U.S. Sen. David Vitter (R-La.), top Republican on the Environment and Public Works Committee, today sent a letter to Ms. Nancy Stoner, Acting Assistant Administrator for the Office of Water of the U.S. Environmental Protection Agency (EPA), along with three other Senators. The letter asked EPA to refrain from using inflated benefits calculations for cooling water intake structures under Section 316(b) of the Clean Water Act (CWA). The EPA's rule is designed to reduce the number of fish entering cooling structures, but would impose high costs and burdensome requirements on our nation's power plants and manufacturing facilities.
EPA's proposed rule would affect approximately 1,260 existing power generating and manufacturing and industrial facilities. In 2011, EPA conducted its original cost-benefit analysis using well-established methods that determined the benefits for fishing. EPA then determined that its first analysis was "incomplete" and recalculated the benefits by conducting a national "stated preference survey" that heavily focused on hypothetical questions.
"The results of this survey cannot be taken as credible estimates of potential benefits of the proposed rule and certainly cannot be used to justify spending hundreds of millions or potentially billions of dollars each year," wrote the Senators in the letter. "If EPA were to substitute the survey results for the original benefits calculation, it would interject arbitrariness and unpredictability in the regulatory process and allow regulators to justify actions based on public opinion surveys rather than sound science."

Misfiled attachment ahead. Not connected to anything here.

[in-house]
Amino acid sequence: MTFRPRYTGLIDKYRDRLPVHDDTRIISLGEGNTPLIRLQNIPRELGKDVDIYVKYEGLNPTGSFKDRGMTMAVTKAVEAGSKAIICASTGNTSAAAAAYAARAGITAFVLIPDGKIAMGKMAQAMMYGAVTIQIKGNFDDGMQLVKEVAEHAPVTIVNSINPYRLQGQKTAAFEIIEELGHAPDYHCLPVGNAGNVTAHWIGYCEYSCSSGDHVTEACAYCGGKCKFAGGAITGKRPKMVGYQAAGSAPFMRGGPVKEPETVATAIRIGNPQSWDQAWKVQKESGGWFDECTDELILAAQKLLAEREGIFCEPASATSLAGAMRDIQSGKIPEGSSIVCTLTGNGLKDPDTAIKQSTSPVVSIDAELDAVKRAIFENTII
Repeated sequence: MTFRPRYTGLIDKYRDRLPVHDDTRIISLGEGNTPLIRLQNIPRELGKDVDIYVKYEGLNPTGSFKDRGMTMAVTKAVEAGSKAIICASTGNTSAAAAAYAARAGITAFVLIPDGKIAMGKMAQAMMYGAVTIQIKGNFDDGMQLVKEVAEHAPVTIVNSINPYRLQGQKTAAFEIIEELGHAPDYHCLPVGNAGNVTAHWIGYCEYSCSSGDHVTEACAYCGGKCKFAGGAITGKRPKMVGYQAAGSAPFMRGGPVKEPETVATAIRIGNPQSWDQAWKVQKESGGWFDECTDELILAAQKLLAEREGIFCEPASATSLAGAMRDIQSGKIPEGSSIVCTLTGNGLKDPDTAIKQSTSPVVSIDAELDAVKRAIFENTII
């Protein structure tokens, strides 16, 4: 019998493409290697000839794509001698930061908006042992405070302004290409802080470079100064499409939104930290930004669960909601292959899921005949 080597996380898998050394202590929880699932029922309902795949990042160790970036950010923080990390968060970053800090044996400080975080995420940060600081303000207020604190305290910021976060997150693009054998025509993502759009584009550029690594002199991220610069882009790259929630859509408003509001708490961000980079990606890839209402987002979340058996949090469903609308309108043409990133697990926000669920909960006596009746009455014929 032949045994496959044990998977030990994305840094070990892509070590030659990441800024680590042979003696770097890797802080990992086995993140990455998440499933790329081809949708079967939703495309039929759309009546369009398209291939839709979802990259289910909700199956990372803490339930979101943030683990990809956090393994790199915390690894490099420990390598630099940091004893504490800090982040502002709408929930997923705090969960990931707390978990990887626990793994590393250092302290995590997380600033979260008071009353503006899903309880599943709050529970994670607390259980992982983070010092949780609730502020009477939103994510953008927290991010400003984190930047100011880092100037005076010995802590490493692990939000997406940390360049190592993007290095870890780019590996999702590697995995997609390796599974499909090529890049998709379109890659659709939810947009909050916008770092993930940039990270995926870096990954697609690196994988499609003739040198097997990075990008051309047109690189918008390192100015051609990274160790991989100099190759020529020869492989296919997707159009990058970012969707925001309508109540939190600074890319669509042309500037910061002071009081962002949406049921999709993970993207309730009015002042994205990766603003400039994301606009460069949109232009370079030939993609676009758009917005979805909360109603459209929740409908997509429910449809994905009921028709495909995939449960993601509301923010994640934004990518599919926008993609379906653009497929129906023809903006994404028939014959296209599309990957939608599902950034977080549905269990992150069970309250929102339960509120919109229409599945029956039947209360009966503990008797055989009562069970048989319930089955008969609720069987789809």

Signing today's letter are Sens. Vitter, James Inhofe (R-Okla.), Mike Crapo (R-Idaho), and John Boozman (R-Ark.).
Text of today's letter is below.
July 22, 2013
Ms. Nancy K. Stoner
Acting Assistant Administrator for the Office of Water
U.S. Environmental Protection Agency
1200 Pennsylvania Ave, NW
Washington, D.C. 20460
Dear Acting Assistant Administrator Stoner:
We write to express our concern regarding the Environmental Protection Agency's (EPA) apparent attempt to deliberately inflate benefits calculations in order to justify the high cost of a rule. EPA is seeking to exaggerate benefits through the use of a "stated preference survey" to calculate the alleged "non-use" benefits of the proposed rule for cooling water intake structures under Section 316(b) of the Clean Water Act (CWA). Use of a stated preference survey is inappropriate. Furthermore, reliance on non-use benefits, as opposed to traditional "use" benefits, to justify a significant regulation is without precedent and should not be permitted. Accordingly, we request that EPA refrain from using this survey as a basis for the final rule and stick to well-established methods to determine the costs and benefits of the regulation.
In April 2011, EPA issued a proposed rule under Section 316(b) of the CWA, which requires that standards governing cooling water intake structures reflect the best technology available (BTA) for minimizing adverse environmental impact. EPA's proposed rule would set new standards for cooling water intake structures at approximately 1,260 existing power generating and manufacturing and industrial facilities. EPA is required by a modified court settlement agreement to publish the final rule by November 4, 2013.